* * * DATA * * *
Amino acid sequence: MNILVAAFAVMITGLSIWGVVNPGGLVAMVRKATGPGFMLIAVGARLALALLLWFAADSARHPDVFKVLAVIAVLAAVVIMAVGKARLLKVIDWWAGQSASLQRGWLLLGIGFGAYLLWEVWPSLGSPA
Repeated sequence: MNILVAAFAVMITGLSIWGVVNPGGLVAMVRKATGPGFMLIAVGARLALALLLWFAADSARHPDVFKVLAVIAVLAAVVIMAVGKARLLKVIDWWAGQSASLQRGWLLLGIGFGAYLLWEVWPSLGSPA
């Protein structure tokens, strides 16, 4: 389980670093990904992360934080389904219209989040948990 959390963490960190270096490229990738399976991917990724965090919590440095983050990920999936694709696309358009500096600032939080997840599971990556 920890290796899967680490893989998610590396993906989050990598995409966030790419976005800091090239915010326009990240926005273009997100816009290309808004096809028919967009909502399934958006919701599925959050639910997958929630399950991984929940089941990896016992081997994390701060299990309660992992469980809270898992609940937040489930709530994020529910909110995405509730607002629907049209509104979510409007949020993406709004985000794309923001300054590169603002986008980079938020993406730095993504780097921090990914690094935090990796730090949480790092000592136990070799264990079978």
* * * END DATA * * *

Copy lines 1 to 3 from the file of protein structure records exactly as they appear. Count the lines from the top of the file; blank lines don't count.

Amino acid sequence: MNILVAAFAVMITGLSIWGVVNPGGLVAMVRKATGPGFMLIAVGARLALALLLWFAADSARHPDVFKVLAVIAVLAAVVIMAVGKARLLKVIDWWAGQSASLQRGWLLLGIGFGAYLLWEVWPSLGSPA
Repeated sequence: MNILVAAFAVMITGLSIWGVVNPGGLVAMVRKATGPGFMLIAVGARLALALLLWFAADSARHPDVFKVLAVIAVLAAVVIMAVGKARLLKVIDWWAGQSASLQRGWLLLGIGFGAYLLWEVWPSLGSPA
């Protein structure tokens, strides 16, 4: 389980670093990904992360934080389904219209989040948990 959390963490960190270096490229990738399976991917990724965090919590440095983050990920999936694709696309358009500096600032939080997840599971990556 920890290796899967680490893989998610590396993906989050990598995409966030790419976005800091090239915010326009990240926005273009997100816009290309808004096809028919967009909502399934958006919701599925959050639910997958929630399950991984929940089941990896016992081997994390701060299990309660992992469980809270898992609940937040489930709530994020529910909110995405509730607002629907049209509104979510409007949020993406709004985000794309923001300054590169603002986008980079938020993406730095993504780097921090990914690094935090990796730090949480790092000592136990070799264990079978």